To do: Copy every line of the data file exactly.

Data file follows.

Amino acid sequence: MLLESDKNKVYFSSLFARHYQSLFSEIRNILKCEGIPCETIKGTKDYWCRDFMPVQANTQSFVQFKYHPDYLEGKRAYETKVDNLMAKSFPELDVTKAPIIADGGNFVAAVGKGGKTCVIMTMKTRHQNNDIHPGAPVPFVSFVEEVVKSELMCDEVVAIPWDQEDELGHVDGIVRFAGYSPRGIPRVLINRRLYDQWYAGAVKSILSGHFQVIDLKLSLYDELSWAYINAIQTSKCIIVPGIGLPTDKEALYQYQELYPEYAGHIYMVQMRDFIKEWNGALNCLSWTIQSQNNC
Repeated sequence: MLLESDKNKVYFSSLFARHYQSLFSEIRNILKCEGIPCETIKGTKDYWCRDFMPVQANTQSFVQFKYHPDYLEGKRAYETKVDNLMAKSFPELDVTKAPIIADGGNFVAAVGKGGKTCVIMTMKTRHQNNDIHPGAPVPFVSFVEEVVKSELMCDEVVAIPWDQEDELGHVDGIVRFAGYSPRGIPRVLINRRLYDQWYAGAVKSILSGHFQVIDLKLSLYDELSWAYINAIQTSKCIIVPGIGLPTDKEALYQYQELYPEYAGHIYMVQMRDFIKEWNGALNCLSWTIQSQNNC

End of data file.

Amino acid sequence: MLLESDKNKVYFSSLFARHYQSLFSEIRNILKCEGIPCETIKGTKDYWCRDFMPVQANTQSFVQFKYHPDYLEGKRAYETKVDNLMAKSFPELDVTKAPIIADGGNFVAAVGKGGKTCVIMTMKTRHQNNDIHPGAPVPFVSFVEEVVKSELMCDEVVAIPWDQEDELGHVDGIVRFAGYSPRGIPRVLINRRLYDQWYAGAVKSILSGHFQVIDLKLSLYDELSWAYINAIQTSKCIIVPGIGLPTDKEALYQYQELYPEYAGHIYMVQMRDFIKEWNGALNCLSWTIQSQNNC
Repeated sequence: MLLESDKNKVYFSSLFARHYQSLFSEIRNILKCEGIPCETIKGTKDYWCRDFMPVQANTQSFVQFKYHPDYLEGKRAYETKVDNLMAKSFPELDVTKAPIIADGGNFVAAVGKGGKTCVIMTMKTRHQNNDIHPGAPVPFVSFVEEVVKSELMCDEVVAIPWDQEDELGHVDGIVRFAGYSPRGIPRVLINRRLYDQWYAGAVKSILSGHFQVIDLKLSLYDELSWAYINAIQTSKCIIVPGIGLPTDKEALYQYQELYPEYAGHIYMVQMRDFIKEWNGALNCLSWTIQSQNNC